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Henry L. Stimson had one of the most illustrious and varied political careers in U.S. history. And no, we're not being overblown here. This guy's resume was nuts.
A native New Yorker born to a renowned surgeon, Stimson spent most of his childhood in boarding school, where he became extremely well educated. A super smarty-pants, he later excelled as a student at both Yale College and Harvard Law School, establishing a pattern of success and drive that continued throughout his life.
Stimson was big buds with FDR's fifth cousin, Theodore Roosevelt...who also happened to be the 26th president of the United States. (So convenient.)
At the beginning of Teddy's second term, in 1906, he handed Stimson an appointment as U.S. attorney for the Southern District of New York. A minor but influential position, it marked the first of a bunch of prestigious jobs.
Under the administration of President William Howard Taft several years later, Stimson became secretary of war for the first time. Holding the position for only two years, he left the president's Cabinet in 1913 with the arrival of Woodrow Wilson and became involved in the military with the onslaught of World War I.
After the war, he returned to politics as a public official in Nicaragua and the Philippines during their respective conflicts of national independence, and then he found himself again in the president's Cabinet. Though there was less sunbathing there, it didn't matter much because he was basking in the glory of his appointment as secretary of state under Herbert Hoover.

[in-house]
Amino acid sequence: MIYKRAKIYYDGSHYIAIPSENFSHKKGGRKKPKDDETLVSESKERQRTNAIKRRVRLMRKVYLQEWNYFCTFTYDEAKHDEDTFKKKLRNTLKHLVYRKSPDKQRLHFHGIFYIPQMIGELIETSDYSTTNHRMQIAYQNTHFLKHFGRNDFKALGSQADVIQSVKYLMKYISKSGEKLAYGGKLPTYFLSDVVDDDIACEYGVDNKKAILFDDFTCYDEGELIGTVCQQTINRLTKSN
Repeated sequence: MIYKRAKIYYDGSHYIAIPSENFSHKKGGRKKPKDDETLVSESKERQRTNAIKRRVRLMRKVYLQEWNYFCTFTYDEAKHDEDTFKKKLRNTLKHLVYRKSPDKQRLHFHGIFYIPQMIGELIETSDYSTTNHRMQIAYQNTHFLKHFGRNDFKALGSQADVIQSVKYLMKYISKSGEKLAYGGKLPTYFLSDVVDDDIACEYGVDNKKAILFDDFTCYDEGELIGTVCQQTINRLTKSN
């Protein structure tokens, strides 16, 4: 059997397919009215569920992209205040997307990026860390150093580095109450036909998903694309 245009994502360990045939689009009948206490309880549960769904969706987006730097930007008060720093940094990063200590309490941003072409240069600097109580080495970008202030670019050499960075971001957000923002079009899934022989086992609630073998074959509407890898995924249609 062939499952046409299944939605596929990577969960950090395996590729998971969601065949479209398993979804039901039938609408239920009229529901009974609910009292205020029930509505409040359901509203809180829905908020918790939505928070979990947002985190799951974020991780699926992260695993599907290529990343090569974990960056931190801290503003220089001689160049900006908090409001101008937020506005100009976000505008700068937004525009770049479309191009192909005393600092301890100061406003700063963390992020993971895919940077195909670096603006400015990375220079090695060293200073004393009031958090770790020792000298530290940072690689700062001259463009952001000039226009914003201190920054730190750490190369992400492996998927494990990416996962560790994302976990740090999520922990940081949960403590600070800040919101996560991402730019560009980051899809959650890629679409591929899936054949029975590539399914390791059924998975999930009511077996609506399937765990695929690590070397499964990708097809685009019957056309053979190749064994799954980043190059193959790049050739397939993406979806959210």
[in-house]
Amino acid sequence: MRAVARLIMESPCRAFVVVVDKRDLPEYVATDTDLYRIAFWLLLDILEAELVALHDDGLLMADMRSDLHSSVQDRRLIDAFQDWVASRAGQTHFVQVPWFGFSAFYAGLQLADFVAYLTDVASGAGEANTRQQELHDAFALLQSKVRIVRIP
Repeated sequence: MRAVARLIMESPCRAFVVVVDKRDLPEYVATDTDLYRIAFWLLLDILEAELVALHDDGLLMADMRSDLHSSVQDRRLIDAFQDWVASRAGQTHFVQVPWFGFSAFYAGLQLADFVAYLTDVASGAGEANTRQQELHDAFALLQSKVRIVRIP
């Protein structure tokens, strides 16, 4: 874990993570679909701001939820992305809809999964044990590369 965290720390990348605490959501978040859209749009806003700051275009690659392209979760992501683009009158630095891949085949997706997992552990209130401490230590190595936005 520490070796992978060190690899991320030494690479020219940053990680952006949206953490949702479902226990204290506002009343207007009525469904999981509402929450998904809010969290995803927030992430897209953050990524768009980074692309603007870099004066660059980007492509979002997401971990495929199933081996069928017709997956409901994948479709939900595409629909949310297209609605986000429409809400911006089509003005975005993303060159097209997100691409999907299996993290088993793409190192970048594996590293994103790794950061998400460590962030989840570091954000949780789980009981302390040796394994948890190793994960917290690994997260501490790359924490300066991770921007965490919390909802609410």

Hoover got the boot from the White House in 1933, taking Stimson with him, but when World War II quite literally exploded onto the scene, Stimson was back in the saddle as secretary of war for a second go-round.
After the attack on Pearl Harbor, there were a lot of people advising FDR on what to do about the "problem" of the Japanese American citizenry, but as secretary of war, Stimson was his number-one consultant.
Trouble was, even Stimson was unsure of how to proceed.
At first, he was against the idea of mass evacuations and internment, but over time, he came to support the plan and ultimately convinced FDR to announce E.O. 9066. Backed by the authority of the order, Stimson was able to grant permission to pro-exclusionary politicians and military commanders, which allowed them to proceed with evacuation plans.
Interestingly, Stimson remained skeptical of the order from a legal point of view…but held racist attitudes toward Japanese Americans that overshadowed this concern. (Wow. Racism overshadowing reason? That's the first time we've heard of that happening!)
Perhaps, then, it's fitting that Stimson personally oversaw the Manhattan Project—the top-secret plan to develop the atomic bombs that were eventually dropped on Hiroshima and Nagasaki.